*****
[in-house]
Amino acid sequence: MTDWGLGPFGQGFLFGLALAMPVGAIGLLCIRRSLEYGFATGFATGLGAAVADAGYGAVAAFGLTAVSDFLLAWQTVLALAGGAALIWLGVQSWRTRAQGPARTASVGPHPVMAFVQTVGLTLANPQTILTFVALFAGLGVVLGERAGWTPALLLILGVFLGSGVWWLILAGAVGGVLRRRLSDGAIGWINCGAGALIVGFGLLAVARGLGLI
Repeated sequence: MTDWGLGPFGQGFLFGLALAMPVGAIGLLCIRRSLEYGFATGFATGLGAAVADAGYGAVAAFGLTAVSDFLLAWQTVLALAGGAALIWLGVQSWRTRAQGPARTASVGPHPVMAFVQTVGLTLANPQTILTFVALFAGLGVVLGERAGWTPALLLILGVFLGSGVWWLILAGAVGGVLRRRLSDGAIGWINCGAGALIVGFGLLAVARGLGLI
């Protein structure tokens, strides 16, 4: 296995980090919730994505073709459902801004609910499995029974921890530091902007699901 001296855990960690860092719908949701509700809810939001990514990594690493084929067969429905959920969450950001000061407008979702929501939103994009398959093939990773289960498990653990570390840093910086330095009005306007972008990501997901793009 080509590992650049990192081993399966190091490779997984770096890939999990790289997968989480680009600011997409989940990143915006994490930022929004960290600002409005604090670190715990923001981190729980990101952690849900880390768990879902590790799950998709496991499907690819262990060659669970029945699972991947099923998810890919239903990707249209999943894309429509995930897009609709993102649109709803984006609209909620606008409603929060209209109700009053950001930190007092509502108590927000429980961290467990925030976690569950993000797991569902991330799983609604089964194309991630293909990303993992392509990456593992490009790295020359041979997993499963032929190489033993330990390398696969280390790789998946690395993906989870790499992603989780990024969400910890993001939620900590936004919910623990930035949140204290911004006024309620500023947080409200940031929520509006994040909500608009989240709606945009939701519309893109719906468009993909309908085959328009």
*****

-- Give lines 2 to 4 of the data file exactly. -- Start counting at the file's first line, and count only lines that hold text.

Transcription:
Amino acid sequence: MTDWGLGPFGQGFLFGLALAMPVGAIGLLCIRRSLEYGFATGFATGLGAAVADAGYGAVAAFGLTAVSDFLLAWQTVLALAGGAALIWLGVQSWRTRAQGPARTASVGPHPVMAFVQTVGLTLANPQTILTFVALFAGLGVVLGERAGWTPALLLILGVFLGSGVWWLILAGAVGGVLRRRLSDGAIGWINCGAGALIVGFGLLAVARGLGLI
Repeated sequence: MTDWGLGPFGQGFLFGLALAMPVGAIGLLCIRRSLEYGFATGFATGLGAAVADAGYGAVAAFGLTAVSDFLLAWQTVLALAGGAALIWLGVQSWRTRAQGPARTASVGPHPVMAFVQTVGLTLANPQTILTFVALFAGLGVVLGERAGWTPALLLILGVFLGSGVWWLILAGAVGGVLRRRLSDGAIGWINCGAGALIVGFGLLAVARGLGLI
């Protein structure tokens, strides 16, 4: 296995980090919730994505073709459902801004609910499995029974921890530091902007699901 001296855990960690860092719908949701509700809810939001990514990594690493084929067969429905959920969450950001000061407008979702929501939103994009398959093939990773289960498990653990570390840093910086330095009005306007972008990501997901793009 080509590992650049990192081993399966190091490779997984770096890939999990790289997968989480680009600011997409989940990143915006994490930022929004960290600002409005604090670190715990923001981190729980990101952690849900880390768990879902590790799950998709496991499907690819262990060659669970029945699972991947099923998810890919239903990707249209999943894309429509995930897009609709993102649109709803984006609209909620606008409603929060209209109700009053950001930190007092509502108590927000429980961290467990925030976690569950993000797991569902991330799983609604089964194309991630293909990303993992392509990456593992490009790295020359041979997993499963032929190489033993330990390398696969280390790789998946690395993906989870790499992603989780990024969400910890993001939620900590936004919910623990930035949140204290911004006024309620500023947080409200940031929520509006994040909500608009989240709606945009939701519309893109719906468009993909309908085959328009």